The Pharaoh's Curse (video game)

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The Pharaoh's Curse
Publisher(s)Synapse Software
HES (VIC-20)
Designer(s)Steve Coleman[1]
Programmer(s)Atari 8-bit
Steve Coleman
Commodore 64
Jason Hyatt[1]
Alick Dziabczenko[1]
Platform(s)Atari 8-bit, Commodore 64, VIC-20

The Pharaoh's Curse, or simply Pharaoh's Curse, is a platform adventure game written by Steve Coleman and published by Synapse Software in 1983 for the Atari 8-bit family. It was ported to the Commodore 64 and VIC-20, with the VIC version published by Human Engineered Software. Coleman also wrote Rainbow Walker for Synapse, published the same year.[1]

The player attempts to collect 16 treasures from an Egyptian tomb while avoiding the pharaoh, his mummy, and various traps. John Szczepaniak, writing for GamesTM magazine, called The Pharaoh's Curse an early example of what later became known as the Metroidvania genre.[2]


The hero waits at the top of the screen for a trap to return into the ground before retrieving the treasure to the right. The Pharaoh is at the bottom, the Winged Avenger to the right of the treasure.

The Pharaoh's Curse world is a 16 cave-like rooms in a 4 by 4 layout, using the flip screen technique of moving between them.

The game opens with the player on a title screen, and they start the game by running onto the entrance, a pit, and falling into the tombs below. The player can drop any distance without harm, and can climb back up on the ropes or elevator-like moving platforms that appear on most screens. Each of the rooms contains one of 16 treasures, which provide an extra life when they are retrieved. A display along the top of the screen indicates which treasures still had to be collected.

While playing, two opponents appear regularly, the pharaoh and the mummy, which then chase the player. The player can shoot them, and they both shoot back at a much slower rate. Traps in the map, triggered by walking over visible triggers, tend to be more dangerous. Some triggers are positioned on the tops of elevators or the bottom of drops, making fast action required. Some of the rooms are sealed from each other using magic gates. These can be opened with keys that appear randomly around the map. Lastly, there is a flying creature, the Winged Avenger, which picks the player on contact, carries him through the screens and drops him somewhere. The Avenger can carry the player to areas that are otherwise unavailable due to the layout or a lack of keys.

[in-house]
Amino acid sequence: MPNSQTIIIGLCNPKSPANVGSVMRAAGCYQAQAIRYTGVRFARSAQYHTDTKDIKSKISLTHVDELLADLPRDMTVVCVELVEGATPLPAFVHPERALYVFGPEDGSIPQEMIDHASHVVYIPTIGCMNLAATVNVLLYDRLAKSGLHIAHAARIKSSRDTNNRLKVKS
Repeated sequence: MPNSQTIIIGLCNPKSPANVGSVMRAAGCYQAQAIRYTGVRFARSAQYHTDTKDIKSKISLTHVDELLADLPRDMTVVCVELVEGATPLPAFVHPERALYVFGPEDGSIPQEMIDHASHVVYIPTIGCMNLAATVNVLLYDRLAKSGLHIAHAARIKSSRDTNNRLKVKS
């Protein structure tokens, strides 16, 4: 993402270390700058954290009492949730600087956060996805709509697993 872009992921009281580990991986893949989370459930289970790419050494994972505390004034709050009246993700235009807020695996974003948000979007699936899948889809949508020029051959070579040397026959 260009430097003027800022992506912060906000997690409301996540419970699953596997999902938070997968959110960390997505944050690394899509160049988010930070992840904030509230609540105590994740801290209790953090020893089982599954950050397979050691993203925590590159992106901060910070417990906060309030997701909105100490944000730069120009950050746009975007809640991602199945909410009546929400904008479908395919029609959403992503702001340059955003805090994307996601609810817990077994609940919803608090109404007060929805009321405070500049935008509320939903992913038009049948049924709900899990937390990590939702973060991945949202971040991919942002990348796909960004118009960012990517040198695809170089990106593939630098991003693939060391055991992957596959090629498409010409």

Once all treasures have been collected, the player must escape back to the starting screen. Subsequently, they receive a level password and the game restarts in a higher of the four difficulty levels.


Antic gave the game a favorable review, saying "Pharaoh's Curse will appeal to all computerists and gamesters... It's another winner from Synapse."[3] HI-Res said "This Tutankham takeoff is marvelous and the Joystick capability is magnificent."[4] Personal Computer Games gave the VIC-20 version an 8 out of 10 rating, saying "The basic idea behind Pharaoh's Curse isn't particularly new, but there are enough original touches to give a unique feel to the game. The program is visually attractive, easy to grasp, and great fun to play."[5] They later awarded it the title of VIC-20 game of the year.[6]

In 2014, Josh Despain writing for Defunct Games gave it a B grade, saying it held a special place in his heart and that "I remember an ever-present desire to play this game whenever I had the chance."[7]


  1. ^ a b c d Hague, James. "The Giant List of Classic Game Programmers".
  2. ^ Szczepaniak, John. "Backtracking: The History of Metroidvania". GamesTM. No. 116. Imagine Publishing. pp. 148–53.
  3. ^ Wolford, Roy (July 1983). "The Pharaoh's Curse". Antic.
  4. ^ Nicholson, Reid (May–June 1984). "Pharaoh's Curse". Hi-Res: 14.
  5. ^ "VIC-20: Pharaoh's Curse". Personal Computer Games. 1984.
  6. ^ "Game of the Year". Personal Computer Games: 36. January 1985.
  7. ^ Despain, Josh (14 January 2014). "Pharaoh's Curse". Defunct Games.

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